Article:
Yemen’s top factions are squaring off for battle after months of skirmishes, turning respectively to neighboring Saudi Arabia and its regional rival Iran for help in what may become all-out war.
With President Abd-Rabbu Mansour Hadi seeking a comeback from the port city of Aden while the Shi’ite Houthi movement controls the capital Sana’a, rival administrations are trading bellicose rhetoric as fighting intensifies and factions commandeer airfields for the next stage of the struggle.
Somewhat on the sidelines, al Qaida in the Arabian Peninsula (AQAP) and Islamic State are waiting to exploit what some fear could become Yemen’s worst conflict since a 1994 civil war.
“For years Yemen has defied all the odds and proved wrong those who said it was on the brink of civil war and about to collapse,” Farea al-Muslimi, a researcher with the Carnegie Middle East Center said. “But we may have run out of miracles.”
Yemeni Foreign Minister Riyadh Yaseen called on Monday for Gulf Arab help to prevent the Houthis’ getting air control.
“We have expressed to the Gulf Cooperation Council, the United Nations as well as the international community that there should be a no-fly zone, and the use of military aircraft should be prevented at the airports controlled by the Houthis,” he told the newspaper al-Sharq al-Awsat.
United Nations mediator Jamal Benomar said on Sunday that Yemen had been pushed “towards the edge of civil war” that he believed neither the Houthis nor Hadi could win.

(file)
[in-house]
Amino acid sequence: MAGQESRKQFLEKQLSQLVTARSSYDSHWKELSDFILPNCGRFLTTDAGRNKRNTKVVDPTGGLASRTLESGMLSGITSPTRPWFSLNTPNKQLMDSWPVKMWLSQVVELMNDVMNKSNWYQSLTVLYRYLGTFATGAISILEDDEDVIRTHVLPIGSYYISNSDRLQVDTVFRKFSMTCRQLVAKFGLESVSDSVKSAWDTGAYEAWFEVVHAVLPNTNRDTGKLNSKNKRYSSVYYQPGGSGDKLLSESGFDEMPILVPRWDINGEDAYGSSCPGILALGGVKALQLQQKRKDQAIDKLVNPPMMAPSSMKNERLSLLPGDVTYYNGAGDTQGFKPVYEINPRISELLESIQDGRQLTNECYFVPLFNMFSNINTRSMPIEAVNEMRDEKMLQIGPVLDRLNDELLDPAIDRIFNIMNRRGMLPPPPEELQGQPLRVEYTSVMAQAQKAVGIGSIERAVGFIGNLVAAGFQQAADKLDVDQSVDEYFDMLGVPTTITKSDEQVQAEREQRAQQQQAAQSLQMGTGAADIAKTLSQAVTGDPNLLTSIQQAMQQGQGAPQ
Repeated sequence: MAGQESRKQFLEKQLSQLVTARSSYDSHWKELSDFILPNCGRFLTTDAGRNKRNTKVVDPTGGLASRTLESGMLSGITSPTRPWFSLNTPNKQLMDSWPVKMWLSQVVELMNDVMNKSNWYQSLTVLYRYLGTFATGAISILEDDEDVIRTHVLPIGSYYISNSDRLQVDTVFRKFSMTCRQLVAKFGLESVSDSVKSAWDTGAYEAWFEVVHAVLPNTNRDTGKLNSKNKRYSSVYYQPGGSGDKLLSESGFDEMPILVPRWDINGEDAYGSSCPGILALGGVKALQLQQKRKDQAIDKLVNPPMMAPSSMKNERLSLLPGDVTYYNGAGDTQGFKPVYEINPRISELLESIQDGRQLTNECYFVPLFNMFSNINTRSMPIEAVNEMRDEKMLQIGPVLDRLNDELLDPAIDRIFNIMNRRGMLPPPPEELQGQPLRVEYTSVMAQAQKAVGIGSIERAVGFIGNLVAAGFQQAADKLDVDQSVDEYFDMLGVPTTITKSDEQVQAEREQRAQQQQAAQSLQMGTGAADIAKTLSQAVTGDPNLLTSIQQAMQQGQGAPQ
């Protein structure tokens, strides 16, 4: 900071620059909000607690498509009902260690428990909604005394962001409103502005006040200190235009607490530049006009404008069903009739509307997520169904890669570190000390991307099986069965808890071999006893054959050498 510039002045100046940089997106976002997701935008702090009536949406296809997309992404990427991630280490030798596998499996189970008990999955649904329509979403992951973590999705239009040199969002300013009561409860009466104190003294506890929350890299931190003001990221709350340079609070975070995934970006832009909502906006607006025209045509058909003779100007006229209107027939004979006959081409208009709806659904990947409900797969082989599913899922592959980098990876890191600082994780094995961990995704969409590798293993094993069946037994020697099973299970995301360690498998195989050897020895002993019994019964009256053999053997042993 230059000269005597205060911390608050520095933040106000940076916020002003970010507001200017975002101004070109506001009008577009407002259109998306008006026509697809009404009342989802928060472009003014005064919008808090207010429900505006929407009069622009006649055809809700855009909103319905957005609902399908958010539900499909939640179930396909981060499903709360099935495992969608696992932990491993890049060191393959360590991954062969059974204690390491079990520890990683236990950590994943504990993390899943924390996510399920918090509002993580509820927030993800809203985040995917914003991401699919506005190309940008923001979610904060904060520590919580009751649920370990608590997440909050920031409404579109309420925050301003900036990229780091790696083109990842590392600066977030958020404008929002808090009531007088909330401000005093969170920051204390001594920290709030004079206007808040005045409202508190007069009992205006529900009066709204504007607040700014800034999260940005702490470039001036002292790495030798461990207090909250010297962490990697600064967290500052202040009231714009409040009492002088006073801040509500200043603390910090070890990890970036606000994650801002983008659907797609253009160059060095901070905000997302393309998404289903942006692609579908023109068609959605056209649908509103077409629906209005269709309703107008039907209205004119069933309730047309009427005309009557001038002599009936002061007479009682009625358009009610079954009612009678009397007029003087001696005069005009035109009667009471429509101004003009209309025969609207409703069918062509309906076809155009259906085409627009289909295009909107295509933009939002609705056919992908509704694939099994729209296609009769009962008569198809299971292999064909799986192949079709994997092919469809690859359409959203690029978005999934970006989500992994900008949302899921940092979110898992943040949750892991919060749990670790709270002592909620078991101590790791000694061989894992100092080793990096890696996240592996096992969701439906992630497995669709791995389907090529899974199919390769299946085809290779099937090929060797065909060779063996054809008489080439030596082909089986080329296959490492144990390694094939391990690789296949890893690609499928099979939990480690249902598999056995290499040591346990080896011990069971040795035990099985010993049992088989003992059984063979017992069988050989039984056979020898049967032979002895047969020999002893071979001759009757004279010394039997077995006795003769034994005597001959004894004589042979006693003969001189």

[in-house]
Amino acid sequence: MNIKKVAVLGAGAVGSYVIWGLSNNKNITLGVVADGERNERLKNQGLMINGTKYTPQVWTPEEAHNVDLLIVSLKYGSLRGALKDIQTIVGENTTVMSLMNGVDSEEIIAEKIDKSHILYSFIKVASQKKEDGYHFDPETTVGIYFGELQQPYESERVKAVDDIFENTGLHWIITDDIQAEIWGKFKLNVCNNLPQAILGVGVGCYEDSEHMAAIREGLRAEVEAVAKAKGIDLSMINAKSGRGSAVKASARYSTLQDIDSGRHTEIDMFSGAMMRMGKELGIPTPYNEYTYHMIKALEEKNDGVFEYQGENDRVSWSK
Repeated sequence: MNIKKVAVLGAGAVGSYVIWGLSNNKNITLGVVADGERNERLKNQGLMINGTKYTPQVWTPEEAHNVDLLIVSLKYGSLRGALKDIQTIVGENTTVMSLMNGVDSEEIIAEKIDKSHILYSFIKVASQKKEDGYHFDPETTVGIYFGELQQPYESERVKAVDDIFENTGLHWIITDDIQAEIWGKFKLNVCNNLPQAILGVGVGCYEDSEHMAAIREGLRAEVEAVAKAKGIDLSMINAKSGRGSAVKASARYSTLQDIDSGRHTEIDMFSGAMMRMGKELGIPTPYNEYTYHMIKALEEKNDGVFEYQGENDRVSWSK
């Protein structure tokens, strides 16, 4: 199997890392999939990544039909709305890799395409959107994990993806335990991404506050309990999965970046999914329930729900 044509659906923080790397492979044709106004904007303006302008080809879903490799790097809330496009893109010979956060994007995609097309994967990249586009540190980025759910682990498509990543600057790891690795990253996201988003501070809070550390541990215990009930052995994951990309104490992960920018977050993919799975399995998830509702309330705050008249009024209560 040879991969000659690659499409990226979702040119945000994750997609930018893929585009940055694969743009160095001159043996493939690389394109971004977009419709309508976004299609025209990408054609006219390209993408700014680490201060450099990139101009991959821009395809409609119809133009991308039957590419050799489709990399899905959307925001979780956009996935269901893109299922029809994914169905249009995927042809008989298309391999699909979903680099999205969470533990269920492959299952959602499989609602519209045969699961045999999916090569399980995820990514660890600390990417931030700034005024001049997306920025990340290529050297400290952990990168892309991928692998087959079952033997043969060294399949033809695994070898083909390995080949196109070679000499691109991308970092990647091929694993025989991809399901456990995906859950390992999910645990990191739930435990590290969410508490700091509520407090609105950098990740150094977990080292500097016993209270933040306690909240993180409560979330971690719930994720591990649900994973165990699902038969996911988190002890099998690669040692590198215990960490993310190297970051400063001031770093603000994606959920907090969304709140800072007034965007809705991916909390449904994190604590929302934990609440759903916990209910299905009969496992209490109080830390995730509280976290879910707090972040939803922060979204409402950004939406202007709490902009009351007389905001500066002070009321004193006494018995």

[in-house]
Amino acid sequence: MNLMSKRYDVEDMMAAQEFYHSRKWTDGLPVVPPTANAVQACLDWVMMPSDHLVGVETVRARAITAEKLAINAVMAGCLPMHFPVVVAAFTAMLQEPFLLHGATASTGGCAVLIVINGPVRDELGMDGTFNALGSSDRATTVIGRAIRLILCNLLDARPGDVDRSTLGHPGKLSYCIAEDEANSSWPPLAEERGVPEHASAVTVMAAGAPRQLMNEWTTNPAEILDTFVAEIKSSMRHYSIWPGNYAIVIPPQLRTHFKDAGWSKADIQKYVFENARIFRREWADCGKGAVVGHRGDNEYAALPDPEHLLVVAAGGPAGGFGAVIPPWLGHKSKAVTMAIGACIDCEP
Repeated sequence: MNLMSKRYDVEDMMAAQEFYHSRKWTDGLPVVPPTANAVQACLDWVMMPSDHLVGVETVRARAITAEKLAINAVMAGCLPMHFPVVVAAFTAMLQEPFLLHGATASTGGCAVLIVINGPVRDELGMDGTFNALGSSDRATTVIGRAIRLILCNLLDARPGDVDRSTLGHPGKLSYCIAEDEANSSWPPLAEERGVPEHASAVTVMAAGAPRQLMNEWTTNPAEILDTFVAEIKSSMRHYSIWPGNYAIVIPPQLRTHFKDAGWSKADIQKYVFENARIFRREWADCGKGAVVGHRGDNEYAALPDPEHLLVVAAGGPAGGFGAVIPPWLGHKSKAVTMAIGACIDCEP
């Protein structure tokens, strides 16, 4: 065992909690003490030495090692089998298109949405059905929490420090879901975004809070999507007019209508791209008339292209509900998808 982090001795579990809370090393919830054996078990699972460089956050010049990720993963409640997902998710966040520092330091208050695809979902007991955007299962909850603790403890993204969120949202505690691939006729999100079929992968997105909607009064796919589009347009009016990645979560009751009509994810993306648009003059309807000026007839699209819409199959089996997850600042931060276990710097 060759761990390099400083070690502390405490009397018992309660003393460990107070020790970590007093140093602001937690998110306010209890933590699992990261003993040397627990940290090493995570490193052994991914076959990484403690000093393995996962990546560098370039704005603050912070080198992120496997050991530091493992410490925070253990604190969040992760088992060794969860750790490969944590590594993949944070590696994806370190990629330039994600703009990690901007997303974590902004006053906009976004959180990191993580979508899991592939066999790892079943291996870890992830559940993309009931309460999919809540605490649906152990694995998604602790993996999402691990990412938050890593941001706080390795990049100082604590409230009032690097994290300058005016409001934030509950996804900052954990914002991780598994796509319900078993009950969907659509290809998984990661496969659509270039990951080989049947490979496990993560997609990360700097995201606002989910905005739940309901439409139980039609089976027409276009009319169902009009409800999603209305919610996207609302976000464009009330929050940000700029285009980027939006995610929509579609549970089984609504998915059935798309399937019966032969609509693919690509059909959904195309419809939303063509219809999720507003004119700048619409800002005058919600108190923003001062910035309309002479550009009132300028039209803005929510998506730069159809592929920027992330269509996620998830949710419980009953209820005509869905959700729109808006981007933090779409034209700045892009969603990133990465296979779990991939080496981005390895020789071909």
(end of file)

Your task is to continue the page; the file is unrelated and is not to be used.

Violence has spread across the Arabian peninsula country since last year, when Houthi militia seized Sana’a and effectively removed Hadi, a U.S. ally. This angered the Sunni Gulf states led by Saudi Arabia, which regards the group from the northern highlands as terrorists.
Test of Strength
The turmoil has made Yemen a front in Saudi Arabia’s region-wide rivalry with Iran, mainly contested on sectarian lines, by creating an ally for Iran in its backyard.
Riyadh hosted top-level talks with Gulf Arab neighbors on Saturday that backed Hadi as Yemen’s legitimate president and offered “all efforts” to preserve the country’s stability. It was not clear if that included military aid.
The Houthis, who share a Shi’ite ideology with Iran, have denied taking material and financial support from Tehran.
But last year Yemeni, Western and Iranian sources gave Reuters details of Iranian military and financial support to the Houthis before and after their takeover of Sana’a on Sept. 21.
The Houthis adhere to the Zaydi sect of Shi’ite Islam, and despite Yemen’s tradition of religious tolerance, their advance has alarmed many Sunnis, some of whom have allied with AQAP.
In a blow to U.S. counter-terrorism operations, Washington said on Saturday it had evacuated its remaining personnel, including about 100 special operations forces, because of the deteriorating security situation.